Nevada, with its casinos and deserts alike, is no stranger to negligence and personal injury cases. Car accidents happen along the Las Vegas Strip, and then it's a game in figuring out whose insurance covers what, who was actually liable, and more. Maybe it was you who had an accident, or maybe it was a friend or family member. Whatever happens, if you need guidance for your personal injury case, Enjuris has the answers.
Nevada Personal Injury Cases & Accident Info
Nevada statutes online
This is where you’ll find Nevada's revised statutes. The website has details about how long you have to bring a case, monetary limits on personal injury cases (which are also known as damage caps), and other important information.
In Nevada, you have two years to bring a personal injury and three years to bring a property damage claim. That means you have only two years to file your paperwork with the court, not that your case has to be completed in that time frame.
The first meeting with a personal injury attorney is normally free. (Note that other legal specialties, such as real estate law or intellectual property law, are different.) After that, lawyers work on a contingency basis, which means that they will take a third of the eventual reward or settlement, plus whatever office expenses they incur along the way.
If your case ends up going to trial, the percentage could rise to 40% of the eventual reward or judgment. These numbers aren't determined by law, so don't be surprised if your lawyer suggests something else.
Nevada has one of the biggest case backlogs in the entire country. Why? Because it has no intermediate appellate court, which means that whenever a case is appealed – personal injury, probate, marital, whatever – it goes right to the state supreme court. However, these are some cases of legal significance that came out of those courts:
Hiibel v. Sixth Judicial District Court of Nevada, 542 U.S. 177 (2004): Hiibel was pulled over on the side of the road with his daughter when a police officer stopped, suspicious, because they had received a report of a man who had assaulted a young woman. When the officer asked Hiibel for his identification, stating that he was "conducting an investigation," he refused and was arrested. After being fined $250, Hiibel appealed to the highest court, which stated that since he had been asked for nothing more than his name, his right to privacy had not been invaded (Fourth Amendment) and he was not incriminating himself (Fifth Amendment).
Chen v. Nevada State Gaming Control Board, 116 Nev. 282 (2000): This case was a victory for Nevada's card counters. The defendant used a false identity to gain access to the blackjack table, where he won $40,400. The Monte Carlo casino seized his chips when they realized who he was, as his picture was in the books as someone they should not let play. The issue of his false identity was not before the court; the seizure of the chips was. Checking identification at the club was not to see if the person was a card counter, but rather for internal compliance purposes. As such, the casino did not rely on the identification to their detriment, and that was not the proximate cause (AKA the legal cause) of their damages. Secondly, the defendant's skill in blackjack, not his misidentification, was the proximate cause of his winnings. Thus, he did not fulfill all the elements of fraud upon the casino.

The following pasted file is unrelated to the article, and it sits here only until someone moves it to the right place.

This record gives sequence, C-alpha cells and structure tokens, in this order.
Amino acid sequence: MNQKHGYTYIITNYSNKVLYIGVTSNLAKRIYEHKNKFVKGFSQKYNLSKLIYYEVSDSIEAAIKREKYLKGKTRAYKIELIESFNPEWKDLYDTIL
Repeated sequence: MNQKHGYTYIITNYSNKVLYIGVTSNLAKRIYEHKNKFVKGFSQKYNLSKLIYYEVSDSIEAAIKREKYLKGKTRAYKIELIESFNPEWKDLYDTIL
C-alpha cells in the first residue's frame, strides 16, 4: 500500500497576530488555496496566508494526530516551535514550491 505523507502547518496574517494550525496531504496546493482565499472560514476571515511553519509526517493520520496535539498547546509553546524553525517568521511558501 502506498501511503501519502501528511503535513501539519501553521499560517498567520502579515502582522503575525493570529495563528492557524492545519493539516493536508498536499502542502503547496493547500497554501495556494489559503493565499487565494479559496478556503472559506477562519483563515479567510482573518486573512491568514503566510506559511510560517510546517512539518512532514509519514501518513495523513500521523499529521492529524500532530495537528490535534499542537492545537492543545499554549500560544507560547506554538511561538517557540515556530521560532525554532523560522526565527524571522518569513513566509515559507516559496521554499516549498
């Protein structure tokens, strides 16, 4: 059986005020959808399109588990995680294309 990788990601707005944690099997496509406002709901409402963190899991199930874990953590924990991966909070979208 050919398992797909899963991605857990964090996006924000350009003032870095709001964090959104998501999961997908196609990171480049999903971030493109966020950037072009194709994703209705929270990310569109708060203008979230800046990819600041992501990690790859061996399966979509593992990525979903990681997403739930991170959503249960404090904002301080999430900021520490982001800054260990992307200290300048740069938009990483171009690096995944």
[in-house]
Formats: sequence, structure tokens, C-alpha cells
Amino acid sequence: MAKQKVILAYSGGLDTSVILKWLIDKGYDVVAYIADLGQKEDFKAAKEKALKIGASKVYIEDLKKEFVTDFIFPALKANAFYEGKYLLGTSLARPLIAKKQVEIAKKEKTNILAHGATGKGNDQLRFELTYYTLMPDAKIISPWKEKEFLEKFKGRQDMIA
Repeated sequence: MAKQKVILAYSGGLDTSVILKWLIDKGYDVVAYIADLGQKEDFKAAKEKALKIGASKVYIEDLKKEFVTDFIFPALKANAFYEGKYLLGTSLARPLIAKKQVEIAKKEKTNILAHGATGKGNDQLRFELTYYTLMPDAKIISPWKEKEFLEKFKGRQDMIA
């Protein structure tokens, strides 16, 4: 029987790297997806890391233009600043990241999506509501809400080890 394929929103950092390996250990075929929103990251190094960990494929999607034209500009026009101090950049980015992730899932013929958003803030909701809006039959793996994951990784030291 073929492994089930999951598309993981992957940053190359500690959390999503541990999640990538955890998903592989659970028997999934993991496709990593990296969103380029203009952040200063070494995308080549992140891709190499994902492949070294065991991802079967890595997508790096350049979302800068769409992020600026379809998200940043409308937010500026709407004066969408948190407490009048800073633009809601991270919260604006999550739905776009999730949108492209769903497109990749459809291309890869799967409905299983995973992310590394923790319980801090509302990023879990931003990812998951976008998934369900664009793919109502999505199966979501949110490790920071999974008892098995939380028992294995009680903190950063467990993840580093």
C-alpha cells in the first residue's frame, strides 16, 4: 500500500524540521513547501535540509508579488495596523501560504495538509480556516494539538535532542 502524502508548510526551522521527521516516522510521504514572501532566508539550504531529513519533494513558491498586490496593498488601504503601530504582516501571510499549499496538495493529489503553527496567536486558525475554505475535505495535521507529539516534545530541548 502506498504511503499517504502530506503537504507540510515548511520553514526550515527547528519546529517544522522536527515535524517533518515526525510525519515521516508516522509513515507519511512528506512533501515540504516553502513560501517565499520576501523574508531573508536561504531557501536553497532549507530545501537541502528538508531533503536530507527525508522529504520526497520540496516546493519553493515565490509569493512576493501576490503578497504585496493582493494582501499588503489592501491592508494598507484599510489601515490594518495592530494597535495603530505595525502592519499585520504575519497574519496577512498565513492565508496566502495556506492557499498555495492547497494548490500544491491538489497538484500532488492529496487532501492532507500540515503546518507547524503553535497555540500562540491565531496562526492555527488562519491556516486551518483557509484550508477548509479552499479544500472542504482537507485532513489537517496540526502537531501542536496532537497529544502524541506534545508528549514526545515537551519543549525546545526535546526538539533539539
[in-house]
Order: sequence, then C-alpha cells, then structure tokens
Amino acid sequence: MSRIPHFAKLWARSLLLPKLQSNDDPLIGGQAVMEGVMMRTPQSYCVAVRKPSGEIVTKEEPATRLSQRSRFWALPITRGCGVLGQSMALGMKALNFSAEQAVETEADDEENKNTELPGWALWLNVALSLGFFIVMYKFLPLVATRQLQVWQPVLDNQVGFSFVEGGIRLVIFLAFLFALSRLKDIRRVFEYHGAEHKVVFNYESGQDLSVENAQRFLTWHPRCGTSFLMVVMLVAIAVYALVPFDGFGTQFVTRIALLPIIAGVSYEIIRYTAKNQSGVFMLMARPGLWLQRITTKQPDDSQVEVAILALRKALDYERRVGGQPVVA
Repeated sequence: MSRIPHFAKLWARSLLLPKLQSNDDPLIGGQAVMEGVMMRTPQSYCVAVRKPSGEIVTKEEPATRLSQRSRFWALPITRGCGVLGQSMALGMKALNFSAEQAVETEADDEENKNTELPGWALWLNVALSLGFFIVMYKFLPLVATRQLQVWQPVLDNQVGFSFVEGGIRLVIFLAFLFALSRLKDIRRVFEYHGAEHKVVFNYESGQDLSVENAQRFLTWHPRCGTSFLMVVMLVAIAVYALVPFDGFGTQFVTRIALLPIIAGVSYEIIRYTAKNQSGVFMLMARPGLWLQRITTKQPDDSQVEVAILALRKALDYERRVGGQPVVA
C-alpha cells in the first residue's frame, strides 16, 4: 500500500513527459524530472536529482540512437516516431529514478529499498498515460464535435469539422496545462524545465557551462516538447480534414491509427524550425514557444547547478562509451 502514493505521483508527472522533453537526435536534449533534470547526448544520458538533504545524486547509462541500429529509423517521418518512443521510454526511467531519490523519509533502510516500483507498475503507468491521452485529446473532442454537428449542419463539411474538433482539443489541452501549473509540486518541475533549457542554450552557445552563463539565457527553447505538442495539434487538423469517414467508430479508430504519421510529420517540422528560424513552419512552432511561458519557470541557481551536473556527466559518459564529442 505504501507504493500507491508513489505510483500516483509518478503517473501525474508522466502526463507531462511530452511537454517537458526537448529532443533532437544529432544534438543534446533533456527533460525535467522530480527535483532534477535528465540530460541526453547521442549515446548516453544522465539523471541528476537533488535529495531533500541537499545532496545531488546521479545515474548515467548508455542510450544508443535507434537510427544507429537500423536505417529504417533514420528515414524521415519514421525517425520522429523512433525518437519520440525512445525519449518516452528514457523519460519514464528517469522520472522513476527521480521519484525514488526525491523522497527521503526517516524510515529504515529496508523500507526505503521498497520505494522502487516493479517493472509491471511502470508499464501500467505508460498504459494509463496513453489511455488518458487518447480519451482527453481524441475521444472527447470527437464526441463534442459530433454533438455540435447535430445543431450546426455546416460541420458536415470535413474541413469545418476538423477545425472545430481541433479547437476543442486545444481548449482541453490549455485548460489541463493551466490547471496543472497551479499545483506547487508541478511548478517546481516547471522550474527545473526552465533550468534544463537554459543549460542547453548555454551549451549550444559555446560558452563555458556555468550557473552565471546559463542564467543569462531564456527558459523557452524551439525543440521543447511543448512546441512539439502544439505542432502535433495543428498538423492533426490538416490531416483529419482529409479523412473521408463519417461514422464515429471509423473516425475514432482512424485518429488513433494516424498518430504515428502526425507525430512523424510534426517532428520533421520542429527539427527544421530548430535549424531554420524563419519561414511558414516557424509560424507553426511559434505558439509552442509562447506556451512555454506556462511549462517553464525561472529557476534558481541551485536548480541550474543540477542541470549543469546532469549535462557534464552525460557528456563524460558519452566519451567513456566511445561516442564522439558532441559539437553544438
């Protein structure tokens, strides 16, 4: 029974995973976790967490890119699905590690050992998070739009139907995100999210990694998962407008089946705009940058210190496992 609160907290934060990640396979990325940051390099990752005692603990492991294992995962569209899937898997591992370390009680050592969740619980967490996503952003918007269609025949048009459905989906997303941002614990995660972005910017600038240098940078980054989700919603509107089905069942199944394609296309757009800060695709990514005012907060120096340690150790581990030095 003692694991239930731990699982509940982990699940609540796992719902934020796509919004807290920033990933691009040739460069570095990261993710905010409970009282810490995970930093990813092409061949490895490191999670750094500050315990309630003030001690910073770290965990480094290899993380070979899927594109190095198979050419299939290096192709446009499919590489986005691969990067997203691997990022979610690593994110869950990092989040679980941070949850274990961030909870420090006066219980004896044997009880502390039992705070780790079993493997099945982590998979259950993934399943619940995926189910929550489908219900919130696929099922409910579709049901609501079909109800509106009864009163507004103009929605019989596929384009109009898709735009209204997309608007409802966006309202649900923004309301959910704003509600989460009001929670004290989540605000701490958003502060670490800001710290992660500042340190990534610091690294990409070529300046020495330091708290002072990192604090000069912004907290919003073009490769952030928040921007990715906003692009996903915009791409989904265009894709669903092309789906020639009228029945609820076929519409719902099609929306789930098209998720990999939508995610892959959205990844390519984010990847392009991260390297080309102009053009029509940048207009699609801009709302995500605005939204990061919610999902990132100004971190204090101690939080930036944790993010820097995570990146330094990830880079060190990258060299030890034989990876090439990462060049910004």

MDC Restaurants, LLC et al v. The Eighth Judicial Dist. Court, 132 Nev. Op. 761 (2016) and Perry v. Terrible Herbst, Inc., 132 Nev. Advance Op. 75 (2016): These two cases were decided at the same time by the Nevada Supreme Court. The most important takeaways here are that they both involve the Minimum Wage Act in the state and that the Act's direction to "provide" health insurance requires employers to offer health insurance, not automatically enroll employees in that insurance; also, a two-year statute of limitations applies to the MWA. When employers calculate the cost of insurance premiums for employees, they may not factor tip income. This was hugely important to restaurant employees in the state, and it was retroactive to the inception of the MWA.
There are many issues you can solve without the help of an attorney, surprisingly enough. If you don't know where to begin, a law librarian can help you. They are usually legally trained, and they can help you both with texts or online research engines like LexisNexis or Westlaw.